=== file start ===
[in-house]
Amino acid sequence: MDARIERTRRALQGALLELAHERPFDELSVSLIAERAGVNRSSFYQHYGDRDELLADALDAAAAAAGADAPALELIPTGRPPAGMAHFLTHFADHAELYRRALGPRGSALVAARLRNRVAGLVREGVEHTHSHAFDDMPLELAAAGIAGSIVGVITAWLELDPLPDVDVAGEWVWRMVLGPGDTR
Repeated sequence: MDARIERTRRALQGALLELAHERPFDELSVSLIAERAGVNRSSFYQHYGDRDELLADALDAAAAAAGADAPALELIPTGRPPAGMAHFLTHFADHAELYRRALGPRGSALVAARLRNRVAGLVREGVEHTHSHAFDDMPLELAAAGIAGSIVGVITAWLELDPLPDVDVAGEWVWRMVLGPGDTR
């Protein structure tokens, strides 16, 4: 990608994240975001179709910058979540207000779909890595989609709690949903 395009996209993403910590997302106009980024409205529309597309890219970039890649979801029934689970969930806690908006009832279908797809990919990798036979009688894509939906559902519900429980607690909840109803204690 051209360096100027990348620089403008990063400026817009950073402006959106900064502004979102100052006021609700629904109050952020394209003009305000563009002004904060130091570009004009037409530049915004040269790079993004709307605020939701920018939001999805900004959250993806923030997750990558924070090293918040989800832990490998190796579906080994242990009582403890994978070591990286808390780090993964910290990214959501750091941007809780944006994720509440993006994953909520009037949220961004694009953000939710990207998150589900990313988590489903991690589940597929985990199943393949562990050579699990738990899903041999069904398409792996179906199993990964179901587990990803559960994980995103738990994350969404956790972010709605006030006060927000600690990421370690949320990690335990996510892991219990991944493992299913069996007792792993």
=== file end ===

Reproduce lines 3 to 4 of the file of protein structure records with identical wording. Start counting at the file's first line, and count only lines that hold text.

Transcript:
Repeated sequence: MDARIERTRRALQGALLELAHERPFDELSVSLIAERAGVNRSSFYQHYGDRDELLADALDAAAAAAGADAPALELIPTGRPPAGMAHFLTHFADHAELYRRALGPRGSALVAARLRNRVAGLVREGVEHTHSHAFDDMPLELAAAGIAGSIVGVITAWLELDPLPDVDVAGEWVWRMVLGPGDTR
């Protein structure tokens, strides 16, 4: 990608994240975001179709910058979540207000779909890595989609709690949903 395009996209993403910590997302106009980024409205529309597309890219970039890649979801029934689970969930806690908006009832279908797809990919990798036979009688894509939906559902519900429980607690909840109803204690 051209360096100027990348620089403008990063400026817009950073402006959106900064502004979102100052006021609700629904109050952020394209003009305000563009002004904060130091570009004009037409530049915004040269790079993004709307605020939701920018939001999805900004959250993806923030997750990558924070090293918040989800832990490998190796579906080994242990009582403890994978070591990286808390780090993964910290990214959501750091941007809780944006994720509440993006994953909520009037949220961004694009953000939710990207998150589900990313988590489903991690589940597929985990199943393949562990050579699990738990899903041999069904398409792996179906199993990964179901587990990803559960994980995103738990994350969404956790972010709605006030006060927000600690990421370690949320990690335990996510892991219990991944493992299913069996007792792993």